THE Europe-wide carbon dioxide shortage is to affect UK supermarket supplies over the next few days, the Food and Drink Federation has warned.

CO2 is used to stun farm animals, put fizz in carbonated drinks and is used in packaging, but is in short supply.

Food and Drink Federation (FDF) chief executive Ian Wright said carbon dioxide supplies were not expected to resume until next week.

Wright told BBC Radio 4’s Today programme: “We will see fewer chicken dishes, fewer pork and bacon dishes.

“We’ll see probably less carbonated drinks and certainly bakery and other things that benefit from what’s called modified atmosphere packaging, which is plastic packaging with a tray underneath and a dish of food in them.”

Wright said that even if supplies of CO2 resumed next week, it would take some time before it made its way to food and drink producers.

“Inventories of products have been eroded quite a lot over the last week and not many people keep very large stocks of products because it is not cost-efficient,” he explained.

Quality Pork Limited, which operates Scotland’s biggest abattoir at Brechin, is closed and other meat producers are considering changes to use less CO2.

Andy McGowan, chief executive of the Scottish Pork Producers co-operative, said he had heard that supplies of CO2 could restart next week, and that Brechin might receive gas in the second half.

Abattoirs use CO2 as part of a pre-slaughter stunning process.

To avoid overcrowding, Quality Pork had sent 2000 pigs to the meat processor Tulip in England, while 4000 remained in Scotland.

About 6000 pigs pass through Brechin every week.

Meanwhile, Warburtons has said it is working “really hard” to keep products on shelves, but admitted it is making “nowhere near” its usual amount of crumpets.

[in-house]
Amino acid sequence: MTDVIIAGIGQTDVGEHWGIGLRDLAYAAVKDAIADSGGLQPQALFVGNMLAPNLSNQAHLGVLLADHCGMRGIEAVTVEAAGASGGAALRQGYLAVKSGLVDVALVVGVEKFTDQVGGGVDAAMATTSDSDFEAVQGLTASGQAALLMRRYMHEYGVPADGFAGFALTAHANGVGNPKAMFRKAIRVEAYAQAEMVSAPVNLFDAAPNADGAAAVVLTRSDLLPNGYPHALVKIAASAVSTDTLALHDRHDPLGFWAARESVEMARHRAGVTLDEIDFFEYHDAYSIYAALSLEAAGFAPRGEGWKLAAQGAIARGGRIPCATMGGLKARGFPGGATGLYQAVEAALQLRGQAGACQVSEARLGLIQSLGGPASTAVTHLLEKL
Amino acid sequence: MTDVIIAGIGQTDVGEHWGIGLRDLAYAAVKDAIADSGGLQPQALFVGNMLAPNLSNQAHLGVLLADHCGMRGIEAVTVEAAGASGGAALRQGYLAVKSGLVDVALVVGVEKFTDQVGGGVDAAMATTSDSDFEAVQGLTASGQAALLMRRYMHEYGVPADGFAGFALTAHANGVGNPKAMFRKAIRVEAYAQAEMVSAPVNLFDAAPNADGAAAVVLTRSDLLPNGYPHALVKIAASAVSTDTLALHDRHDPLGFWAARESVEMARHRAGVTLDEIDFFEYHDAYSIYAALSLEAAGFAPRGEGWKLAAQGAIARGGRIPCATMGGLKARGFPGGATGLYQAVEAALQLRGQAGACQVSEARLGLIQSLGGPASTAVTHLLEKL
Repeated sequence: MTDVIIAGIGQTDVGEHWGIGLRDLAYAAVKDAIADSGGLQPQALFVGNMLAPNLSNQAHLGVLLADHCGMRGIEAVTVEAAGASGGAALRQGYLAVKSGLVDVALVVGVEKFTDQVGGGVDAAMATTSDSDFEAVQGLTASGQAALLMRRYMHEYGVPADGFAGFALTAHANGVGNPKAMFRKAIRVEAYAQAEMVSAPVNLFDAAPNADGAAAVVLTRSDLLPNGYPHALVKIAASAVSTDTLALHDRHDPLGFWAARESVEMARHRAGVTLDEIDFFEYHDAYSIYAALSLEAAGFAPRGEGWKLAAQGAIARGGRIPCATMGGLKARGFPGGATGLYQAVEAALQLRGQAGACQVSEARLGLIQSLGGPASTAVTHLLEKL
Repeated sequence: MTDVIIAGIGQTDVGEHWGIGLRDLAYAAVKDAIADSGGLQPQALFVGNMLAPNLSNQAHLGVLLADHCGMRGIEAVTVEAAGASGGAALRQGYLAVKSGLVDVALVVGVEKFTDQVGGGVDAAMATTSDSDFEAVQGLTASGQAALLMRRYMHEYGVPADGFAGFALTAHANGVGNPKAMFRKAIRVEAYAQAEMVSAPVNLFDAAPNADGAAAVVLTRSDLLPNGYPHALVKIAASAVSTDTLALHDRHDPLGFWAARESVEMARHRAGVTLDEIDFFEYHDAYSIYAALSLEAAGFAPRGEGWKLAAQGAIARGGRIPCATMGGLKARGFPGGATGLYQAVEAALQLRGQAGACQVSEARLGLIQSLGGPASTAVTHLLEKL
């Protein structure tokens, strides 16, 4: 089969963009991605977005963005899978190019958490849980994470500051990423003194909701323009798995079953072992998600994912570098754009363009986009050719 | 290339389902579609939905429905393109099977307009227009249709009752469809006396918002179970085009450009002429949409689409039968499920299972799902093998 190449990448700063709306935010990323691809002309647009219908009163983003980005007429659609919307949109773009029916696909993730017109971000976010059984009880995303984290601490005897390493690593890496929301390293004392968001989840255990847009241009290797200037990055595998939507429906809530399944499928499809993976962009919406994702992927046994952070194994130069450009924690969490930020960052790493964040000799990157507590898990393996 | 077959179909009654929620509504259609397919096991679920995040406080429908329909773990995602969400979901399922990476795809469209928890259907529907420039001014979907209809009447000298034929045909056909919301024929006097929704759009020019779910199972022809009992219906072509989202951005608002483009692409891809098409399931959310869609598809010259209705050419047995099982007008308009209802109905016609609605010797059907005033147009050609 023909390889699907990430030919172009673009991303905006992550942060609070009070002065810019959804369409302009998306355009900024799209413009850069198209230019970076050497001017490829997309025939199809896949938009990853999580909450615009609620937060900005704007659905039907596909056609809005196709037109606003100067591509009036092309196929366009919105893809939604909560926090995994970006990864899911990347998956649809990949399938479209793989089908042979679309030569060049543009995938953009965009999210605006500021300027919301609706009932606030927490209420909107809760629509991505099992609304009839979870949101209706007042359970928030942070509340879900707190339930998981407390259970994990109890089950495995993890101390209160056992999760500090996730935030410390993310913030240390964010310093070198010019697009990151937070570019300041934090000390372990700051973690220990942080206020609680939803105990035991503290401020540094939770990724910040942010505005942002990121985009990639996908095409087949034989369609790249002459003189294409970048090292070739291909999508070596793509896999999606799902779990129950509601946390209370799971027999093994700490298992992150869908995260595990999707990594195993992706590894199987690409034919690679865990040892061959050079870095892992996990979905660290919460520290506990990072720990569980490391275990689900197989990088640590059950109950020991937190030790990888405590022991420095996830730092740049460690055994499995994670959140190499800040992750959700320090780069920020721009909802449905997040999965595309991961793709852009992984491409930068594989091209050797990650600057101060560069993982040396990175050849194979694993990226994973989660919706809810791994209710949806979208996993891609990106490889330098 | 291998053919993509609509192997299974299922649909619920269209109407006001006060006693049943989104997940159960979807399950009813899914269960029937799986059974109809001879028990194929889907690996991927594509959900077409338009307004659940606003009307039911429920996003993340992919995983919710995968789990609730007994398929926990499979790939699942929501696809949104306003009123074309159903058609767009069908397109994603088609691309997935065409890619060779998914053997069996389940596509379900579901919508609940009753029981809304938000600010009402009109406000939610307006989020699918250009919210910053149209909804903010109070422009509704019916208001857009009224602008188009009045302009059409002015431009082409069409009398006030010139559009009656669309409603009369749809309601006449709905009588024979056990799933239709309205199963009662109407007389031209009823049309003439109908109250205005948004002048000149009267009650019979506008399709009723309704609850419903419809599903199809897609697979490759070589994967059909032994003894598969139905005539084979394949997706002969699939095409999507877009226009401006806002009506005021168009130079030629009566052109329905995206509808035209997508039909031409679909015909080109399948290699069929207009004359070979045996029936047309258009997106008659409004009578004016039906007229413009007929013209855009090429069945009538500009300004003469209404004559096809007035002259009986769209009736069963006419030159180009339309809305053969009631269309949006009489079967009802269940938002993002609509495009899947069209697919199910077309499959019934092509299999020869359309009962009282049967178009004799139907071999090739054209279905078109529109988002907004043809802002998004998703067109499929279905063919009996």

Just one of its plants – at Eastwood in Nottinghamshire – has been operating normally, it said.

Two others – in Enfield, London, and Burnley, Lancashire – are not producing any goods, while its Stockton-on-Tees branch has received a small supply of CO2 after being offline for days.

Tearmh Taylor, corporate and consumer affairs manager at Warburtons, said: “As a result of the ongoing CO2 shortage, we are producing nowhere near the 1.5 million packs of crumpets we usually make each week and have had to suspend production at a number of our bakeries.

“This will remain the case until the CO2 supply returns to normal, but rest assured we are working really hard to keep our products on Britain’s shelves.”

The shortages are understood to have been caused by a longer than usual break in production of ammonia – one of the key sources of food grade CO2 in Europe – which is used to carbonate drinks and preserve some packed fresh foods.

Trade journal Gas World said the shortage had been described as the “worst supply situation to hit the European carbon dioxide business in decades”.

A spokeswoman for the British Retail Consortium said CO2 supply issues remained and it was likely the “mix of products available may be affected”.

It comes as some pub chains reported they had temporarily run out or were short of John Smith’s, Strongbow, Amstel and Birra Moretti as disruption to supplies of CO2 began to take effect at the bar.